Education

There are three state secondary schools serving the N8 Crouch End area. Highgate Wood School in Montenotte Road is a nine form entry mixed school. Highgate Wood School was the senior school to the former Crouch End School based on the corner of Wolseley Road and Park Road, opposite the Maynard Arms. Hornsey School for Girls in Inderwick Road is the only single sex school in N8. In Hornsey, there is the Greig City Academy (formerly St David and St Katherines). Further away Heartlands High School which lies between Wood Green and Alexandra Palace was opened by Haringey in 2010; despite not being in Crouch End it is close enough to provide additional provision. St Thomas More Catholic School, Wood Green is the only Roman Catholic secondary school in the London Borough of Haringey. [17]

Over 6,000 children school in the area, approx 2,300 in primary schools and 3,700 in secondary schools (11-18).

Kestrel House is an independent special school for pupils with autistic spectrum conditions and additional learning and behavioural needs. The vast majority of pupils are referred by local authorities in London and the Home Counties who pay the fees.[ citation needed ] It is housed in the former Mountview Theatre School premises at the north end of Crouch Hill -the end nearest Crouch End Broadway. Also in the independent (fee paying sector) are Highgate School and Channing School, both used by parents in Crouch End but located in Highgate.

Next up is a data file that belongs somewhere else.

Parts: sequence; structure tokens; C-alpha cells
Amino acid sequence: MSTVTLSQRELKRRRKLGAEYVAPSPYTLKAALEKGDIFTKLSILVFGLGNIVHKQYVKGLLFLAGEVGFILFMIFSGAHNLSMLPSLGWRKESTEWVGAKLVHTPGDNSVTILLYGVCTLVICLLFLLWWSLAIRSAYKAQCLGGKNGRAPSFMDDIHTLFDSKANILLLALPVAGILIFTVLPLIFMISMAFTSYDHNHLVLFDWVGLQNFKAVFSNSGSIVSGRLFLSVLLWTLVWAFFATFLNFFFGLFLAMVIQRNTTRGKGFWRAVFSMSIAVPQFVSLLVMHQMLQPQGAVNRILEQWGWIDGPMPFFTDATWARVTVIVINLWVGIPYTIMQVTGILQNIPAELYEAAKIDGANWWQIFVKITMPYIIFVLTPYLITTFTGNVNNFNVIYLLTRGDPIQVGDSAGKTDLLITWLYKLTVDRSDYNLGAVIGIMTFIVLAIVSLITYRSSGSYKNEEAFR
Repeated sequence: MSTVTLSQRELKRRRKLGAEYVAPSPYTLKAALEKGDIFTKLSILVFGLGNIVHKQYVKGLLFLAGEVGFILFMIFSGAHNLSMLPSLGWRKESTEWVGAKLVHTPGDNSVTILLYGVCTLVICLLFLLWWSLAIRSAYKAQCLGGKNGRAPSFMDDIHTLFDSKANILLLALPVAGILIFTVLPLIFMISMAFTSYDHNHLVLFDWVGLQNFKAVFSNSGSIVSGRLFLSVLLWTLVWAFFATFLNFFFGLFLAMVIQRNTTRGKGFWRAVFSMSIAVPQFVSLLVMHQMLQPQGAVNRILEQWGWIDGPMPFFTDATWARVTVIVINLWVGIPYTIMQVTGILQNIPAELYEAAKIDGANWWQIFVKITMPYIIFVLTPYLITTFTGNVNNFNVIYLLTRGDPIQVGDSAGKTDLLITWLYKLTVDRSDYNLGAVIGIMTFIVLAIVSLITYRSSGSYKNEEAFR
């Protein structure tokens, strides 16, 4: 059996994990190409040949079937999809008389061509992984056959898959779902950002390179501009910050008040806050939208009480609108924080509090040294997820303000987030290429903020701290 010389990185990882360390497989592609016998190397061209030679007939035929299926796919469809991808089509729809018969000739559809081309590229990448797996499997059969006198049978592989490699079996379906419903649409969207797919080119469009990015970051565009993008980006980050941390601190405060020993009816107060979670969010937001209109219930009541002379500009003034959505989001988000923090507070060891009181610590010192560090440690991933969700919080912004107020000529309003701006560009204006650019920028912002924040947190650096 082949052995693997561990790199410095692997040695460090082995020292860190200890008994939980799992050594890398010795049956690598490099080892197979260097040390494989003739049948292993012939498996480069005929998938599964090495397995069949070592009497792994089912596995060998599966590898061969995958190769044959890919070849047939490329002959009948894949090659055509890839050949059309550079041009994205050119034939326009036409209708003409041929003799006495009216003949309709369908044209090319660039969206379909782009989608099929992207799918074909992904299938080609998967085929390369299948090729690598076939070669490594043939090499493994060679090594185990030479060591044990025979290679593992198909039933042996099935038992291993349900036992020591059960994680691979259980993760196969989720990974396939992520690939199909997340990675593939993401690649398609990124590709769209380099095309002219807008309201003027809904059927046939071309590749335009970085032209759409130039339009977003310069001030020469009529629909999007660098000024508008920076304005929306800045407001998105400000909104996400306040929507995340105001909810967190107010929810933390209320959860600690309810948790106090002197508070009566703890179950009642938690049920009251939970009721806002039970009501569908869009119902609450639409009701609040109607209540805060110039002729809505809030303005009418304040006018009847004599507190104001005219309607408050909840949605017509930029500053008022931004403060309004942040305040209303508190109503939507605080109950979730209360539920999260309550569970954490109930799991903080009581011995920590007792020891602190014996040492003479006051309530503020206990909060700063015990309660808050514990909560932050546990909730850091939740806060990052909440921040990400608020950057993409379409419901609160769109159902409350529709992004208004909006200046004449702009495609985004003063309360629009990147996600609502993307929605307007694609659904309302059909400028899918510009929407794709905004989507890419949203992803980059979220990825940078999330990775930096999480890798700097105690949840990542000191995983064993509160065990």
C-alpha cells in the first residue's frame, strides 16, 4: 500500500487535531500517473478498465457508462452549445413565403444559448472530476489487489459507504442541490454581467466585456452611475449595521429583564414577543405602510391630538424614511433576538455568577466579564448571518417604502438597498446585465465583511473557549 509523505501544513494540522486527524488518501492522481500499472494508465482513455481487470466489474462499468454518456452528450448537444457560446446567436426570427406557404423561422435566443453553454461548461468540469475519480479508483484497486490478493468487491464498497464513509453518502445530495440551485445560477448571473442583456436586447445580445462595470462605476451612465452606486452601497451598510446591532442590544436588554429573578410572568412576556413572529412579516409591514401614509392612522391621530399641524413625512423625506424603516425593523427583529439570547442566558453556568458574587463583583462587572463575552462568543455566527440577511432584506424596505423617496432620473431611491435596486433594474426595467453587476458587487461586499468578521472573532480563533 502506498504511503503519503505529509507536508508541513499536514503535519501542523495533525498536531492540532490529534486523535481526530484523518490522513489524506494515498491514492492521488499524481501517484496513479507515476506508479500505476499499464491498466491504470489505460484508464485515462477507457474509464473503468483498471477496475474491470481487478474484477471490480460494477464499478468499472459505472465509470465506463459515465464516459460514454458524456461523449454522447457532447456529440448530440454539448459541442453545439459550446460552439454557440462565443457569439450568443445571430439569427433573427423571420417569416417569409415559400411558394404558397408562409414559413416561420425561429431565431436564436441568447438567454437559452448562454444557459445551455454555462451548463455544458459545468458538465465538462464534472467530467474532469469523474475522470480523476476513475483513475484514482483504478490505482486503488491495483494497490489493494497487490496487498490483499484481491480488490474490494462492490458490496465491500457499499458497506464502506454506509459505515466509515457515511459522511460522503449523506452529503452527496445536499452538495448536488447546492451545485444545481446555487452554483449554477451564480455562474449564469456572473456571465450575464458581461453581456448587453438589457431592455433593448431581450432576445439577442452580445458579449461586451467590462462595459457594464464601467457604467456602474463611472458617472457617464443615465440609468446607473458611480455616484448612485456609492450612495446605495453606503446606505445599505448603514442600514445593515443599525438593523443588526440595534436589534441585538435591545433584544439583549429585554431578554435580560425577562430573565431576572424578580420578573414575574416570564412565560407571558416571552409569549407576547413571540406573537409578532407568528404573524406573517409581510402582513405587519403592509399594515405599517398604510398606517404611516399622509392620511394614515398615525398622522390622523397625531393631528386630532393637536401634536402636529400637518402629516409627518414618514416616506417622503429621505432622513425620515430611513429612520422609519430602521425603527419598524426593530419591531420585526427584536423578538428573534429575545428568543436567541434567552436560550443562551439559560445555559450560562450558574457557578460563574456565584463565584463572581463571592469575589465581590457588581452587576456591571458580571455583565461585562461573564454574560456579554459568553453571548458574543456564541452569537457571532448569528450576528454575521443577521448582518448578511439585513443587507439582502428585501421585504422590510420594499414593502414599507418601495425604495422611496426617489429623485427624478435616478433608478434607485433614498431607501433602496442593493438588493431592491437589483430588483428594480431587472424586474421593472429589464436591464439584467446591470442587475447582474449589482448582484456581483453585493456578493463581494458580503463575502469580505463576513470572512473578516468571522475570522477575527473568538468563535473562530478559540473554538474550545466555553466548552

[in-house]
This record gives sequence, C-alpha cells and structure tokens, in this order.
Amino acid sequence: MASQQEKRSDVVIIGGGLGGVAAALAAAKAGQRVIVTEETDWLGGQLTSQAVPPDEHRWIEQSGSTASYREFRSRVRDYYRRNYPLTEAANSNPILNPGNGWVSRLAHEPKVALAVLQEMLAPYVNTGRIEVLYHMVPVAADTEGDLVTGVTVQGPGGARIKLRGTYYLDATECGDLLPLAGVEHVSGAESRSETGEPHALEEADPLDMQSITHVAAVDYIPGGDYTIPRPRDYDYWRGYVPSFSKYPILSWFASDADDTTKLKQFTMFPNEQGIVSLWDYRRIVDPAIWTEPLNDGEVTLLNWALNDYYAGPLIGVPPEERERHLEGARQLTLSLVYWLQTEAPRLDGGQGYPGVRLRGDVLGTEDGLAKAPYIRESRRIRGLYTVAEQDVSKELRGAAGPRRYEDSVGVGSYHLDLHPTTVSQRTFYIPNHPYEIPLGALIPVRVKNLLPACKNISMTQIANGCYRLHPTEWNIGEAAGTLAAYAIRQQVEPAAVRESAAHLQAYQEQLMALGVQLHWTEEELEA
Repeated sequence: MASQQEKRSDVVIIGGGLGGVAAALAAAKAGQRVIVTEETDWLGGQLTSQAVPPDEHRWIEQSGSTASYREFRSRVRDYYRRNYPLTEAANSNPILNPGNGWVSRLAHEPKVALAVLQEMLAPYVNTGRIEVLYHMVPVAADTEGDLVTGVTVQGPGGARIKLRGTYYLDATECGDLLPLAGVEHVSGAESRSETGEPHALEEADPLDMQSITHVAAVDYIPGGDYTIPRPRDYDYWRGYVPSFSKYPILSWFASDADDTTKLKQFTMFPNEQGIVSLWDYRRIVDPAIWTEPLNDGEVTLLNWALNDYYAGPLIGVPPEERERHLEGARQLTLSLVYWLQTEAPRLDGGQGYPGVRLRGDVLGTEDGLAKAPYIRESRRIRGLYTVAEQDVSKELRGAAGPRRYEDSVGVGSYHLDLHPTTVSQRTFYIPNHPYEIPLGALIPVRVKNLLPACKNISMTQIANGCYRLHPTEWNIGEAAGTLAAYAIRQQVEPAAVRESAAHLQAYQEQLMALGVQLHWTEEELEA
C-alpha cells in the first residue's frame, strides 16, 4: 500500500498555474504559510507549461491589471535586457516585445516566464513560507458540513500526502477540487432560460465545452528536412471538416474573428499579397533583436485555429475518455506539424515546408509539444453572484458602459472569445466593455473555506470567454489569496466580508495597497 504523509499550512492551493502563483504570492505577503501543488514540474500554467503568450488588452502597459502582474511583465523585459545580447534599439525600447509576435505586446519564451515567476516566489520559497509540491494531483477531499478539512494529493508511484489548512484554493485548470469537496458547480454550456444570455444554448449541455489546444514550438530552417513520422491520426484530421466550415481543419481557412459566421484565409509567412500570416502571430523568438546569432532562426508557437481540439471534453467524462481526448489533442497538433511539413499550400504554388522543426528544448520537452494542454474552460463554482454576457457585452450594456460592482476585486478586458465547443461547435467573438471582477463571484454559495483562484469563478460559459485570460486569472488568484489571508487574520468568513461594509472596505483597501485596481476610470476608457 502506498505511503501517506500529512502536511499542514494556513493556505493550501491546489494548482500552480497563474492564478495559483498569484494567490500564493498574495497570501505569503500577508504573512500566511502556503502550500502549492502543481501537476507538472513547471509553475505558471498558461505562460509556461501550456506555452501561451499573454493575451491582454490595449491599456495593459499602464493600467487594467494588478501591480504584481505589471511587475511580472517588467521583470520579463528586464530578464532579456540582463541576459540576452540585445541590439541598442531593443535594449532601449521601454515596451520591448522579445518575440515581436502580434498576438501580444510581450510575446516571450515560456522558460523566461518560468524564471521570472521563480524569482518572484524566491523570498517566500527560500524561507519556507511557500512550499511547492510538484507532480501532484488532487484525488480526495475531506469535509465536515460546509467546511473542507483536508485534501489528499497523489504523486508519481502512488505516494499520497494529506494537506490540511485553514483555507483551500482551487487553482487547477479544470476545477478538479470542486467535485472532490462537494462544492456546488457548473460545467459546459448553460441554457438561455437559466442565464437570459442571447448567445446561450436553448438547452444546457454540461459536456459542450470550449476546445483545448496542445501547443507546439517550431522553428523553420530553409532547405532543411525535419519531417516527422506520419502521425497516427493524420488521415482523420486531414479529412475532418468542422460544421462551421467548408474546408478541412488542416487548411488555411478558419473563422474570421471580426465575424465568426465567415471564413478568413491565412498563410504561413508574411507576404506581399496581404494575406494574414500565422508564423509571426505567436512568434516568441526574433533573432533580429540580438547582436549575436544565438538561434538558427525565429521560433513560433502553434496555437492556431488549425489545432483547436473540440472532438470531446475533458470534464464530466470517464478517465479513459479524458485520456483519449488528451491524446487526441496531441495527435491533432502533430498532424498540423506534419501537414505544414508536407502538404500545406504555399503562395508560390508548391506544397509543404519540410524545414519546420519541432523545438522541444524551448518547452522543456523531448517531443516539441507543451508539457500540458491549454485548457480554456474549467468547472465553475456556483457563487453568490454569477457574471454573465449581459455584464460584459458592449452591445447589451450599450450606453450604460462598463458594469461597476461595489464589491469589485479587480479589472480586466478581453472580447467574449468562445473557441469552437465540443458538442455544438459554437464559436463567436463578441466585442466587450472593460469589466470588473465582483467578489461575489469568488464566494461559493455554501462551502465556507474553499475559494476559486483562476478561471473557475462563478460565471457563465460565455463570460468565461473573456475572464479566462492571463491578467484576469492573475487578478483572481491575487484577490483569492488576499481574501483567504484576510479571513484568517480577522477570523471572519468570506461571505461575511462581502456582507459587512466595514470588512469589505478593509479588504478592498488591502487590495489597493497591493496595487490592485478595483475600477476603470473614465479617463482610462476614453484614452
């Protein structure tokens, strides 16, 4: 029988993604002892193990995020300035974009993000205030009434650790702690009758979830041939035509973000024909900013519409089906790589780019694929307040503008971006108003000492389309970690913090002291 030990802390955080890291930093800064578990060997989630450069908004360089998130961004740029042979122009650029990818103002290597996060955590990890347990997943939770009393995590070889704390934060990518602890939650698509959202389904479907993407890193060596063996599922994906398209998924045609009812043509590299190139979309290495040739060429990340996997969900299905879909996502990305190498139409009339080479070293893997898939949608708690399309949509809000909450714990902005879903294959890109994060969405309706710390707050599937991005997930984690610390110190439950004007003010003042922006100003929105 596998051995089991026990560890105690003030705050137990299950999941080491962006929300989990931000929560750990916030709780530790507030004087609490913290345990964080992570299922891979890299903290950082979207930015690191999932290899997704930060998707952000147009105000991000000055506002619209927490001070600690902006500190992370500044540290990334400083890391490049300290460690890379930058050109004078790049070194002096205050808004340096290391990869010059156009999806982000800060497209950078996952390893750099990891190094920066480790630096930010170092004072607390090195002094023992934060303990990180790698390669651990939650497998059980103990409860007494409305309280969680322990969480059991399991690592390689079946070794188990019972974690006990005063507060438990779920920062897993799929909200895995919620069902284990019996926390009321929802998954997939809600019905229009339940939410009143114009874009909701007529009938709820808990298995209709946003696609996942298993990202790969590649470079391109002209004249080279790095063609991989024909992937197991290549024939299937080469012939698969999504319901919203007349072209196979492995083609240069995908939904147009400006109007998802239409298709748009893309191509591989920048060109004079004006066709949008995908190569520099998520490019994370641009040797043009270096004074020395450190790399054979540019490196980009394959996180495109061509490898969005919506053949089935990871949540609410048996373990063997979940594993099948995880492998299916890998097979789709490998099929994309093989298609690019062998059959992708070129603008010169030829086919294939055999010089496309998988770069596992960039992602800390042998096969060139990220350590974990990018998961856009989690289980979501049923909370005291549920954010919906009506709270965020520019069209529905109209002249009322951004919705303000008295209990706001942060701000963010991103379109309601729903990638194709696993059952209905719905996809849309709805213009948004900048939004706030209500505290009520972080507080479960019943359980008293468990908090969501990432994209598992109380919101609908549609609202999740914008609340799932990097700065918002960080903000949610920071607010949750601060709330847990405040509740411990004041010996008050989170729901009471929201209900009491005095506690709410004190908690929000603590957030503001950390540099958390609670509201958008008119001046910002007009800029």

There are a number of primary schools serving Crouch End (seven in total within the N8 postcode): Weston Park, Rokesly School, Coleridge Primary School at the top of Crouch End Hill near the border with Islington, St Aidans in Stroud Green (not N8), St Gildas and St Peter-in Chains, just off Crouch Hill and St Mary's in Hornsey. Campsbourne Primary School on Nightingale Lane, North Harringay Primary School on Falkland Road and Ashmount Primary School. Ashmount was until December 2012 on the south side of Hornsey Lane, in Islington and in the N19 postal district, but only meters from Haringey. (The border between Haringey and Islington runs down Hornsey Lane.) The school moved January 2013 to a new building in Crouch Hill Park adjacent to the Parkland Walk in N8.